Event Studies, Fischel, Bradley, and John Armstrong

Cite this Article
Elizabeth Nowicki, Event Studies, Fischel, Bradley, and John Armstrong, Truth on the Market (October 10, 2007), https://truthonthemarket.com/2007/10/10/event-studies-fischel-bradley-and-john-armstrong/

I have long held reservations about corporate governance research that hinges on event studies.  (An event study is “an analysis of whether there was a statistically significant reaction in financial markets to past occurrences of a given type of event that is hypothesized to affect public firms’ market values.†An example of the sort of study that makes me a bit nervous is the study of derivative lawsuits done by Professors Fischel and Bradley in their 1986 paper titled “The Role of Liability Rules and the Derivative Suit in Corporate Law.â€)  I have been leery of sharing my views regarding event studies, however, because it seems that most folks in my area of the academy have no similar reservations.  Discretion being the better part of valor, I would prefer not to be viewed as standing alone off in left field.  After spending some time a few afternoons ago chatting about my concerns with my mathematician friend John Armstrong, however, I am emboldened to share my thoughts here.

In a nutshell, I worry that event studies as traditionally conducted in the context of corporate governance undervalue the long term implications of and cumulative effects of various events.  I worry that, relying on event studies, we might be quick to undervalue activity that does not immediately generate a market reaction but that, in the bigger picture, lays the foundation for achieving a meaningful goal.Â

For purposes of discussion here, let us use an event study designed as follows:  A researcher wants to know what impact, if any, an institutional shareholder announcing its intention to withhold its affirmative vote on a slate of directors at an annual meeting has on the market.  In the typical event study, the researcher would look at the stock price of the stock of the company at issue on the day before the institutional shareholder’s announcement and the researcher would look at the stock price the day after.  If the stock price moved only minimally (in a way that was not “abnormal†for the market), the researcher would conclude that the institutional shareholder’s announcement did not matter to the market.  If the researcher were being thorough, I suppose the researcher might also look at how many shareholders at the next annual meeting, a week hence, actually withheld their votes.  If the number withholding was not abnormal, I imagine the researcher would believe his view of the irrelevance of the institutional investor’s pronouncement confirmed.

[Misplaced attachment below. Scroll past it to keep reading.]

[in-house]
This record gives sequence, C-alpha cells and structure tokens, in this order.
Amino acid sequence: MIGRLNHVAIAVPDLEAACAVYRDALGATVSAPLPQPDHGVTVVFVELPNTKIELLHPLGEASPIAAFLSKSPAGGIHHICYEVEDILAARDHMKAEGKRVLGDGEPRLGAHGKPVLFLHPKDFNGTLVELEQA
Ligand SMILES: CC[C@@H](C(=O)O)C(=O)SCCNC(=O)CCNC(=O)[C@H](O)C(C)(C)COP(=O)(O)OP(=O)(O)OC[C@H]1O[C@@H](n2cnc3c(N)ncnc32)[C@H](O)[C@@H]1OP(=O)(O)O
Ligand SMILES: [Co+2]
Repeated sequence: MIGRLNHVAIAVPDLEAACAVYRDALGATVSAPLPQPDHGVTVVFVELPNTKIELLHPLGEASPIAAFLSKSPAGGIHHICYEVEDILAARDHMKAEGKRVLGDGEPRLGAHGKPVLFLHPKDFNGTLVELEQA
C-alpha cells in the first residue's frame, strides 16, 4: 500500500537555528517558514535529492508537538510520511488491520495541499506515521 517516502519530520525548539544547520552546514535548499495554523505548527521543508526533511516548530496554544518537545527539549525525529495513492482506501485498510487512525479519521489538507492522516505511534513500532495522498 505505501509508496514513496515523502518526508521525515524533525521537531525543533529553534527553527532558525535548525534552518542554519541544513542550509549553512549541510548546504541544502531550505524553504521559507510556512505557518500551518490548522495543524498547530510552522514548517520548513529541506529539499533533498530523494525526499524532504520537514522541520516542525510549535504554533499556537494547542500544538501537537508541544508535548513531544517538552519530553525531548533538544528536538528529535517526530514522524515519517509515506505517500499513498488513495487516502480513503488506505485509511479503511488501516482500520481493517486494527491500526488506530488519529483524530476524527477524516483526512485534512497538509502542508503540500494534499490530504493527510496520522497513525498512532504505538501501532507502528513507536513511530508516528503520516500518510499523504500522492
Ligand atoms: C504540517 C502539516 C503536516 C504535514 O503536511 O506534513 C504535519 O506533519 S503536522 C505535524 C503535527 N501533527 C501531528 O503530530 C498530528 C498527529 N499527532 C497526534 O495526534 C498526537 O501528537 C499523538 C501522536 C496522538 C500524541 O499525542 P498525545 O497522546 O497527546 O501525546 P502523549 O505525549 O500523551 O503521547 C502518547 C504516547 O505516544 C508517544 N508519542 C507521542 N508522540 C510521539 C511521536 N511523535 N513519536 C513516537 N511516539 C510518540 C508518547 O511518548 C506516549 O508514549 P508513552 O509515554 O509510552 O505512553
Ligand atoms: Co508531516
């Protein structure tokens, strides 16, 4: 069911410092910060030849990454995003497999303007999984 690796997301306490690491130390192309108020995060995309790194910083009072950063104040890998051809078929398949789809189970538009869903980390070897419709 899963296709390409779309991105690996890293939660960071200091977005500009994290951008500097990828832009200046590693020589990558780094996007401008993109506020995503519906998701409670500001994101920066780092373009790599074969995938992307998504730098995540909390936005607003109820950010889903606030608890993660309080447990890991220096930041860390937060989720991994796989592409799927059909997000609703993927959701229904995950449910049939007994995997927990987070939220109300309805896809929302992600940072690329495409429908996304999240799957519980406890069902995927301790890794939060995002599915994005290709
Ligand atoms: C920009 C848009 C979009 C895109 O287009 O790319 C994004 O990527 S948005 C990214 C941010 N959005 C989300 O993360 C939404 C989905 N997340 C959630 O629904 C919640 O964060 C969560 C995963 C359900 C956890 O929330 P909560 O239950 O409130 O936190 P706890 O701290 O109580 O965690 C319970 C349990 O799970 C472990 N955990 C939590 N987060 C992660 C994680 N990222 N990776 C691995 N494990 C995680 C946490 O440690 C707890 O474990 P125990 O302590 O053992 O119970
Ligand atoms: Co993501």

But what troubles me is that this ignores the long view.  Stay with me:  Assume that, 11 months after the above-mentioned institutional investor airs its concerns, an article appears in the WSJ reporting that the much-loved, long-serving CEO of the company at issue was arrested for drunk driving.  Assume that, the day after the drunk driving announcement, the stock price of the company at issue dropped 20%.  A researcher with an event study affinity might say that the drunk driving announcement moved the market.  But what of the notion that the announcement PLUS the recall of the institutional investor’s concerns actually cumulatively moved the market?  How do event studies account for time lag?  How do event studies account for the accumulation of information?  Surely just the announcement that the CEO was arrested for drunk driving should not, in and of itself, move the market.  But I can easily imagine situations where that might just be the straw that broke the camel’s back, so to speak.  Yet your typical event study would not account for that, would it?  Moreover, what if, at the annual meeting several weeks later, an abnormal number of investors withheld their votes for the nominated panel of directors?  Would we attribute that to the drunk driving instance?  I cannot imagine we would.  Yet would our scholarly memories be long enough to remember to attribute it to the institutional investor’s disavow of faith a year prior?

To be clear:  I much admire the scholars in our field who are aggressively using all research tools, event studies and otherwise.  I share my unease with event studies for what it is worth, which might be nothing.  (My hope, however, is that a useful exchange of ideas will occur here.)